My daughter's friend, Laura, received an African dwarf tadpole for her birthday in first grade. She named her new pet Zarf. As anticipated, Zarf sprouted legs and lost his tail over the next few weeks in a fascinating transition to his adult frog form. With an average life expectancy of five years, Zarf was not expected to survive to see Laura graduate from elementary school, and yet, this year, it is very likely Zarf will still be with us when Laura graduates from college and starts her adult life. Zarf just celebrated his 15th birthday.
Not only has Zarf lived an exceptionally long life (for a frog), he has lived a life of drama, including three close brushes with death, two involving cats. Once, the family was actually in the process of giving Zarf a respectable burial when he twitched. Upon being returned to his tank, he perked up and carried on. It is difficult to tell whether Zarf is dead or alive because he often goes hours without moving at all, lifelessly floating at the water's surface. The family has implemented a two-day rule. No burying Zarf until he has gone more than two days without moving.
Because of Zarf's predilection for appearing dead, it is not easy to find pet sitters for Zarf. We were entrusted with him for a week. He is very low maintenance, a weekly sprinkle of frog food is all he requires, but after a few days it got a little tiresome having every visitor to our home ask why we had a dead frog in our family room, so he was relocated to a less conspicuous location, my daughter's bedroom. She found his lifeless companionship a bit creepy, so he was relegated to the bathroom.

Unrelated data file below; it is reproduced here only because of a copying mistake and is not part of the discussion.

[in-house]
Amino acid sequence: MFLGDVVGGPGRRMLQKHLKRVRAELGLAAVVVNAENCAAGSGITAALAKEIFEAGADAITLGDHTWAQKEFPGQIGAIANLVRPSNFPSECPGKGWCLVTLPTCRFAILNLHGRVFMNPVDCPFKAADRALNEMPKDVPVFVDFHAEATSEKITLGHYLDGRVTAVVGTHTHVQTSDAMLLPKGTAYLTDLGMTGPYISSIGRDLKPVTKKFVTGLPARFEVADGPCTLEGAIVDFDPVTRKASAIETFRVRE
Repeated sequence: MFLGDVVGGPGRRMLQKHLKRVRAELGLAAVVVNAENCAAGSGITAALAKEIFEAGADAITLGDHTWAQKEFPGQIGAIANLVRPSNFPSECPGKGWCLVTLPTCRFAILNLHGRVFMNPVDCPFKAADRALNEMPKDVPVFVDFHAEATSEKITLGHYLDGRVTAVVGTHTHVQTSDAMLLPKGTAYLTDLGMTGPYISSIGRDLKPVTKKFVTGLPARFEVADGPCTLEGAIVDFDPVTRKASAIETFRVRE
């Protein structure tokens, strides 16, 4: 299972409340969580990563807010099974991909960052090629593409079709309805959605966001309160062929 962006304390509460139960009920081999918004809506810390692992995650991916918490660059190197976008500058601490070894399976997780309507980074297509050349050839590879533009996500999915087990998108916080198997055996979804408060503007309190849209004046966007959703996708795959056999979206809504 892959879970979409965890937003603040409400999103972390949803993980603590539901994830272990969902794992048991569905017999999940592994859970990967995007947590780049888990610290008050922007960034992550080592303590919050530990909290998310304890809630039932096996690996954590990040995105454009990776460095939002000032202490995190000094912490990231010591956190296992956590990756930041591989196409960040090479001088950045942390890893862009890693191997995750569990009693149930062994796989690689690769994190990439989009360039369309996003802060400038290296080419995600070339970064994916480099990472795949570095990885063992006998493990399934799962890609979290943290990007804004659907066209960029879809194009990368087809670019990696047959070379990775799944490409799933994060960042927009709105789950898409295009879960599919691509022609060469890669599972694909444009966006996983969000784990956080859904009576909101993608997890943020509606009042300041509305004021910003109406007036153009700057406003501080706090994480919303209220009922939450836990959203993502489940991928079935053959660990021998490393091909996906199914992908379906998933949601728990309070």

Laura was at our home recently when she received an urgent call from her panicked family. Laura's family consists of the most accomplished, capable and educated people we know. They are intellectual, pragmatic, world travelers who take on life's challenges and crises with admirable composure, wisdom and competence, except when the crisis involves Zarf. Laura was informed that Zarf had trapped his back leg behind a rock that a well-meaning pet sitter (not us) had purchased for Zarf's amusement, and he was drowning. The family demanded Laura return home immediately to rescue him. Laura remained remarkably level-headed, reasoning that if Zarf were drowning, the situation was dire, and he could not wait for her to drive home. In a moment of brilliance, the family repurposed a pair of chopsticks to dislodge Zarf's foot, and reported he was freed but still motionless, unquestionably dead. Sadness descended over us all. The immortal Zarf was no more? Suddenly a burst of cheering and applause emanated from the phone, he twitched! Zarf lives on!
If you decide to acquire a tadpole, make sure you have plans in place for its care for many years to come, as your child may well move out before the frog departs!